For purposes of illustration, a DIFM which is inserted in a slot in a section of the wideband bus may comprise individual functional blocks. The functions these blocks represent may be provided through the use of either shared or dedicated hardware, including but not limited to hardware capable of executing software. As explained below, the functional blocks provide for implementation of the present inventive technique. It is to be understood that the operations performed by the functional blocks may be similarly performed using a single shared processor. Such a processor may compromise a standard digital signal processor and would include read only memory or other appropriate memory for storing software and performing the operations discussed below. Further, the present inventive technique may be implemented using firmware or by discrete components implemented in an integrated circuit. Other suitable embodiments may be readily implemented by those of ordinary skill in the art.

In the exemplary embodiment, the functional blocks of the DIFM convert RF signals detected at a single antenna of an RF interface Um to digitized received communication data, such as voice channel data signals, and convert digitized transmission communication data to RF signals suitable for transmission by an RF interface Um at one or more frequencies. In one alternative embodiment, the DIFM may accommodate the frequency requirements of wireless service applications at frequency bands such as 450 MHz, 800 MHz, 900 MHz and 1.8 GHz. Furthermore, the functional blocks in a DIFM generate a master clock signal, encode data representative of the RF power level detected at the respective antenna of the RF interface Um, route the clock signal and the RF power level data with the digitized received communication data to another slot and provide for RF signal transmission of transmission communication data provided to the DIFM. In addition, each DIFM which is inserted in a slot of a section includes processing capabilities, suitably stored as programmed instructions in a memory of the DIFM or hardwired in the DIFM using combinational or sequential logic components, for determining whether a master clock signal has been received from a DIFM inserted in a left adjacent slot that is in the same section. The processing capabilities also must enable a DIFM in a slot to determine whether to utilize an internally generated master clock signal or a master clock signal provided by a DIFM which is in a left adjacent slot and in the same section for clocking the transport of communication data within the slot, and whether to further route that master clock signal, rather than the internally generated master clock signal, to a right adjacent slot which is also in the same section.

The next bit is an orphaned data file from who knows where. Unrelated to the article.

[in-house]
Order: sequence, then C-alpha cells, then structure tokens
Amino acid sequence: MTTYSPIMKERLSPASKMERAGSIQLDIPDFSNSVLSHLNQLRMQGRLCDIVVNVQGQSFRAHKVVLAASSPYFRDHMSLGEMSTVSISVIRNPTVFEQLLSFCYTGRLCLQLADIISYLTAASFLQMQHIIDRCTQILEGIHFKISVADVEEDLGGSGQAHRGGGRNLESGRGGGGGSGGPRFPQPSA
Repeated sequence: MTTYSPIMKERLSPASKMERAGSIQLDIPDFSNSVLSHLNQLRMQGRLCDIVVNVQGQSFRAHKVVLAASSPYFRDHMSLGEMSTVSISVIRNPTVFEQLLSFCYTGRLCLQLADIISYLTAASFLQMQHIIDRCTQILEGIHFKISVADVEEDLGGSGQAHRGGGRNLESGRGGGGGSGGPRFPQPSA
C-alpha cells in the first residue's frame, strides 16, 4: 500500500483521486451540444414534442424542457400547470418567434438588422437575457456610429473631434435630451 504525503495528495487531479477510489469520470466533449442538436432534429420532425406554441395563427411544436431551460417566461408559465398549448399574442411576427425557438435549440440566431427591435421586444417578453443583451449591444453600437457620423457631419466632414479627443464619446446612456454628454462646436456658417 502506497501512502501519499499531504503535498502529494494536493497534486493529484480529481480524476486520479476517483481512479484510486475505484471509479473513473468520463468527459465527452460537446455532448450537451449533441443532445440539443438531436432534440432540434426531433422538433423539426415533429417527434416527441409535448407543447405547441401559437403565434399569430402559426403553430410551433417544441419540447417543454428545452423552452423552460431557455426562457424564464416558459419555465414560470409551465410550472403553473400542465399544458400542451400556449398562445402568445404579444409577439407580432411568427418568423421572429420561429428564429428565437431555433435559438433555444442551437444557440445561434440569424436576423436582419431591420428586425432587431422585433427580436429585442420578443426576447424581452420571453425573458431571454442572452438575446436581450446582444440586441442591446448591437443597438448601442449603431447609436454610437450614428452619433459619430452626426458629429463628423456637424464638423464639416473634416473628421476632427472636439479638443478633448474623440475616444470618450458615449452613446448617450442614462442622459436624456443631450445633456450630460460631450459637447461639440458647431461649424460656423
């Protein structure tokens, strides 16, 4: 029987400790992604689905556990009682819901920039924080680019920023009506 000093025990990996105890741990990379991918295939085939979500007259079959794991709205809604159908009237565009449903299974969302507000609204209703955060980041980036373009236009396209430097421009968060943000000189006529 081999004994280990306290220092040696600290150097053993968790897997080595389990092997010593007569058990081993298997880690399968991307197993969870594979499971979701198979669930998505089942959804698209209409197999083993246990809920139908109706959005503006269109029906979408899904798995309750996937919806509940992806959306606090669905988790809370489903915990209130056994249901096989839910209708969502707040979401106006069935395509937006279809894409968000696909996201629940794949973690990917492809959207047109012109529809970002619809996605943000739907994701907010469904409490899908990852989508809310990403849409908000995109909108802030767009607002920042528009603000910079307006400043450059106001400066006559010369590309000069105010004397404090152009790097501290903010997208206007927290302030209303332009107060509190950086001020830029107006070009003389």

FIG. 5 illustrates an exemplary DIFM 100 which may be inserted in a Module Insert of a slot in a section of the wideband bus of the BSS 22. Referring to FIG. 5, the DIFM 100 comprises a control processor 102 connected to a memory 104. Data lines connect the processor 102 to locations on the outer perimeter of the DIFM which physically correspond to connection locations on the SM-ITF at the Rsense, Lsense and CONTROL-EXCH ports. Hereinafter, reference to connections from the components of a module, such as the DIFM 100, to connection locations on the SM-ITF at a port of a slot is to be understood as equivalent to stating that locations on the outer perimeter of the module are connected to physically corresponding locations of a port at the SM-ITF of the slot. An output port of a digital-to-analog converter (DAC) 103 is connected to an input port of a transmit analog processing device 101, and an output port of the transmit device 101 is connected to an input port of a remote transceiver unit (RTU) 108. An input port of a clocking latch 110C is connected to the TxDatIn port and an output port to the latch 110C is connected to an input port of the DAC 103. Further, a receive analog processing device 105 includes an input port which is connected to an output port of the RTU 108 and an output port which is connected to an input port of an analog-to-digital converter (ADC) 107. The ADC 107 comprises an output port which is connected to a first input port of a selection node (SEL) 109B and to a switch 111. The SEL 109B includes a second input which is connected to the channel B at the RecDatIn port and an output port connected to a clocking latch 110A. A latch 110B includes an input port which is connected to the SW 111 and an output port which is connected to the channel A at the RecDatOut port. A SEL 109A includes a first input which is connected to a Wideband (WB) master clock signal generator 106, a second input which is connected to the WBClockIn channel at the RecDatIn port and an output port which is connected to the WBClockOut channel at the RecDatOut port. The output port of the SEL 109A is connected to the latches 110A, 110B and 110C. Further, control signal lines connect the control processor 102 to the SEL 109A, the SEL 109B and the SW 111.